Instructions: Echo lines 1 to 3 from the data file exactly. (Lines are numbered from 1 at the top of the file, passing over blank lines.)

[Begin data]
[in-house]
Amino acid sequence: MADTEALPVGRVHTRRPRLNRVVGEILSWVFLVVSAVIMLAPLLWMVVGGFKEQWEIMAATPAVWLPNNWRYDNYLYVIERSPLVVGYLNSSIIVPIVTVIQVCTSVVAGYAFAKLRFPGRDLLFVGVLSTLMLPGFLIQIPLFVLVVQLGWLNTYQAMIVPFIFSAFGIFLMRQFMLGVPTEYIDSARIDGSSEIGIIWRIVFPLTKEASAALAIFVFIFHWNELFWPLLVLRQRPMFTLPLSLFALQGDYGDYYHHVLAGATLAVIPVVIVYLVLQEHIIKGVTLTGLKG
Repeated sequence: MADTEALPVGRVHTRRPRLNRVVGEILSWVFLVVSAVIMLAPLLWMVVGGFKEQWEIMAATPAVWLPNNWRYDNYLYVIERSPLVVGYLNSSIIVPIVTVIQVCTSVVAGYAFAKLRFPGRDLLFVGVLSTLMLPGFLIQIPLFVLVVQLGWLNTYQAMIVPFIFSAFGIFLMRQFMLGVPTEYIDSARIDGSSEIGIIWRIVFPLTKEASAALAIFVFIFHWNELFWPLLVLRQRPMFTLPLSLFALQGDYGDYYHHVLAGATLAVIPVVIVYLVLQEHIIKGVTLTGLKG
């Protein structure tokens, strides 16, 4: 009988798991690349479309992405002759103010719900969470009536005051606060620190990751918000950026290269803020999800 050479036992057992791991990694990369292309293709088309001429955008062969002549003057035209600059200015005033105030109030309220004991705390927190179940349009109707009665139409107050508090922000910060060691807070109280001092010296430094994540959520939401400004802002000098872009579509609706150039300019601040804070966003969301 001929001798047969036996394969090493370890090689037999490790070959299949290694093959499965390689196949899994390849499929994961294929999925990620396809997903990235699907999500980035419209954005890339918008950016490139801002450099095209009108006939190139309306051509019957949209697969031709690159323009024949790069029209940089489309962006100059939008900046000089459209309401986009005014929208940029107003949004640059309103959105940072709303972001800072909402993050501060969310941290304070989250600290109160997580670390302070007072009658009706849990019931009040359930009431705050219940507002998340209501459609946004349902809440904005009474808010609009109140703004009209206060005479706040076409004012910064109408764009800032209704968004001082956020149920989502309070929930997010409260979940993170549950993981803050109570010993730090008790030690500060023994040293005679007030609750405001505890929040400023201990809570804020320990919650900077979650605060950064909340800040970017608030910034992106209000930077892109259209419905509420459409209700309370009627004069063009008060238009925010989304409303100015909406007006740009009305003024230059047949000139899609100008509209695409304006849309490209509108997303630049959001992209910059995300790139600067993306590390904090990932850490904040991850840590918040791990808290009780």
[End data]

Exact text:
[in-house]
Amino acid sequence: MADTEALPVGRVHTRRPRLNRVVGEILSWVFLVVSAVIMLAPLLWMVVGGFKEQWEIMAATPAVWLPNNWRYDNYLYVIERSPLVVGYLNSSIIVPIVTVIQVCTSVVAGYAFAKLRFPGRDLLFVGVLSTLMLPGFLIQIPLFVLVVQLGWLNTYQAMIVPFIFSAFGIFLMRQFMLGVPTEYIDSARIDGSSEIGIIWRIVFPLTKEASAALAIFVFIFHWNELFWPLLVLRQRPMFTLPLSLFALQGDYGDYYHHVLAGATLAVIPVVIVYLVLQEHIIKGVTLTGLKG
Repeated sequence: MADTEALPVGRVHTRRPRLNRVVGEILSWVFLVVSAVIMLAPLLWMVVGGFKEQWEIMAATPAVWLPNNWRYDNYLYVIERSPLVVGYLNSSIIVPIVTVIQVCTSVVAGYAFAKLRFPGRDLLFVGVLSTLMLPGFLIQIPLFVLVVQLGWLNTYQAMIVPFIFSAFGIFLMRQFMLGVPTEYIDSARIDGSSEIGIIWRIVFPLTKEASAALAIFVFIFHWNELFWPLLVLRQRPMFTLPLSLFALQGDYGDYYHHVLAGATLAVIPVVIVYLVLQEHIIKGVTLTGLKG